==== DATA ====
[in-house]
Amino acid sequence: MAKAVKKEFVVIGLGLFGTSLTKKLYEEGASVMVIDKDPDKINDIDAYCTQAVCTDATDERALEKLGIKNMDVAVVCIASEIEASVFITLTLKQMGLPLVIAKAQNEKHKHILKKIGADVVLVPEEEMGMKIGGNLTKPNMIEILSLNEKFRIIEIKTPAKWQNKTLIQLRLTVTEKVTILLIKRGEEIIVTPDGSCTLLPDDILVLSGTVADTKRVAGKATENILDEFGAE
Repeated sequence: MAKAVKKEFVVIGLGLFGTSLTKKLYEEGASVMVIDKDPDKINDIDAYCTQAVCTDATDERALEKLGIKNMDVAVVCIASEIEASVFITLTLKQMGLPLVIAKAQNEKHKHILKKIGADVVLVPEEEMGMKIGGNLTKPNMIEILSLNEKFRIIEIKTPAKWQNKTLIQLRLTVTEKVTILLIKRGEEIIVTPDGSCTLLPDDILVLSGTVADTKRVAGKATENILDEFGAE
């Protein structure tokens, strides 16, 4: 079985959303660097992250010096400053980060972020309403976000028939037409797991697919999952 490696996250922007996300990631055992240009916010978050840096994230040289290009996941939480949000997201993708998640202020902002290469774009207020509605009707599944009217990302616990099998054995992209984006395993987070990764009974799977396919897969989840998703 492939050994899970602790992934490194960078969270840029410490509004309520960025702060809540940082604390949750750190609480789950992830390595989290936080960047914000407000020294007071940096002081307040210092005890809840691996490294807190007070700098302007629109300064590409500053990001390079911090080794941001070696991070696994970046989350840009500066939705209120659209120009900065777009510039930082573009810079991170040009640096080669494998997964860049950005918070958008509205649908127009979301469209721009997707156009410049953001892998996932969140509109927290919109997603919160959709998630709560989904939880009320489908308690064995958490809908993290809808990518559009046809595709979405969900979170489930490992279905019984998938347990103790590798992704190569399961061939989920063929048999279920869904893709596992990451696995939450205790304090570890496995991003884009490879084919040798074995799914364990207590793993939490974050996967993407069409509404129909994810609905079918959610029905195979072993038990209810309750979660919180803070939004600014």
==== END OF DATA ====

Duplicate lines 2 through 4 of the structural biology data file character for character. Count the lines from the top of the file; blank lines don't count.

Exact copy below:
Amino acid sequence: MAKAVKKEFVVIGLGLFGTSLTKKLYEEGASVMVIDKDPDKINDIDAYCTQAVCTDATDERALEKLGIKNMDVAVVCIASEIEASVFITLTLKQMGLPLVIAKAQNEKHKHILKKIGADVVLVPEEEMGMKIGGNLTKPNMIEILSLNEKFRIIEIKTPAKWQNKTLIQLRLTVTEKVTILLIKRGEEIIVTPDGSCTLLPDDILVLSGTVADTKRVAGKATENILDEFGAE
Repeated sequence: MAKAVKKEFVVIGLGLFGTSLTKKLYEEGASVMVIDKDPDKINDIDAYCTQAVCTDATDERALEKLGIKNMDVAVVCIASEIEASVFITLTLKQMGLPLVIAKAQNEKHKHILKKIGADVVLVPEEEMGMKIGGNLTKPNMIEILSLNEKFRIIEIKTPAKWQNKTLIQLRLTVTEKVTILLIKRGEEIIVTPDGSCTLLPDDILVLSGTVADTKRVAGKATENILDEFGAE
């Protein structure tokens, strides 16, 4: 079985959303660097992250010096400053980060972020309403976000028939037409797991697919999952 490696996250922007996300990631055992240009916010978050840096994230040289290009996941939480949000997201993708998640202020902002290469774009207020509605009707599944009217990302616990099998054995992209984006395993987070990764009974799977396919897969989840998703 492939050994899970602790992934490194960078969270840029410490509004309520960025702060809540940082604390949750750190609480789950992830390595989290936080960047914000407000020294007071940096002081307040210092005890809840691996490294807190007070700098302007629109300064590409500053990001390079911090080794941001070696991070696994970046989350840009500066939705209120659209120009900065777009510039930082573009810079991170040009640096080669494998997964860049950005918070958008509205649908127009979301469209721009997707156009410049953001892998996932969140509109927290919109997603919160959709998630709560989904939880009320489908308690064995958490809908993290809808990518559009046809595709979405969900979170489930490992279905019984998938347990103790590798992704190569399961061939989920063929048999279920869904893709596992990451696995939450205790304090570890496995991003884009490879084919040798074995799914364990207590793993939490974050996967993407069409509404129909994810609905079918959610029905195979072993038990209810309750979660919180803070939004600014």